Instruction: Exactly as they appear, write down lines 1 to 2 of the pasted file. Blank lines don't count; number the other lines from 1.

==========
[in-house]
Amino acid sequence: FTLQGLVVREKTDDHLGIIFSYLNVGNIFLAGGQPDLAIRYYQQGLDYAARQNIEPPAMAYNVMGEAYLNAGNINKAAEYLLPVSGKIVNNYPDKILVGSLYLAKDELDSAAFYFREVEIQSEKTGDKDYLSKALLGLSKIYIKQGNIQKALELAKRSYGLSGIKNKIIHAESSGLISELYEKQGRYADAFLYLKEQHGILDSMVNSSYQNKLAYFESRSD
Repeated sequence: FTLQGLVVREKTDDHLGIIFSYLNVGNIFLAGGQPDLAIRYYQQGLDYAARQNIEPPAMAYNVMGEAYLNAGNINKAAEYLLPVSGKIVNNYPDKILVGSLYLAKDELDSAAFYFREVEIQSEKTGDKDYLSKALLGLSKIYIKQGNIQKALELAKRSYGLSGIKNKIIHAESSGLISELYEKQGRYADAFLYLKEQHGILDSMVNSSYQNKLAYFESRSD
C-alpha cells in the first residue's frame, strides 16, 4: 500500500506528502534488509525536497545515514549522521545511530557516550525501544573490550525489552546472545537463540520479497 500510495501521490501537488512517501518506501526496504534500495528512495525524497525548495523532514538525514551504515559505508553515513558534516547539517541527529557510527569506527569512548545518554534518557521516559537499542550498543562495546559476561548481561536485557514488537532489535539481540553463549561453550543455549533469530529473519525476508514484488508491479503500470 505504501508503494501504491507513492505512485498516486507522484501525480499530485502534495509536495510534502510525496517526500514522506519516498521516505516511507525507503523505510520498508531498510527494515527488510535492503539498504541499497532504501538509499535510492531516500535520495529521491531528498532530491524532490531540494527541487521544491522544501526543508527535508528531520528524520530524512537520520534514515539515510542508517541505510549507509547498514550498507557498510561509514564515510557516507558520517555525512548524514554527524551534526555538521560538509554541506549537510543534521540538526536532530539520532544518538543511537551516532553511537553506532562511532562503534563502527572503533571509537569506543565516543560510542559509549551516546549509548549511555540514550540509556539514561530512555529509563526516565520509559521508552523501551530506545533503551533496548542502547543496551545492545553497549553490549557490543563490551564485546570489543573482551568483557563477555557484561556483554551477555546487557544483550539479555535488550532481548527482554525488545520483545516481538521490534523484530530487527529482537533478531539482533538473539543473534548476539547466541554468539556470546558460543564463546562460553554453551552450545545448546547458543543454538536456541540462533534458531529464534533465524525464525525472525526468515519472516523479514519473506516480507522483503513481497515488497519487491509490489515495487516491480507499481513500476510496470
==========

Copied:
[in-house]
Amino acid sequence: FTLQGLVVREKTDDHLGIIFSYLNVGNIFLAGGQPDLAIRYYQQGLDYAARQNIEPPAMAYNVMGEAYLNAGNINKAAEYLLPVSGKIVNNYPDKILVGSLYLAKDELDSAAFYFREVEIQSEKTGDKDYLSKALLGLSKIYIKQGNIQKALELAKRSYGLSGIKNKIIHAESSGLISELYEKQGRYADAFLYLKEQHGILDSMVNSSYQNKLAYFESRSD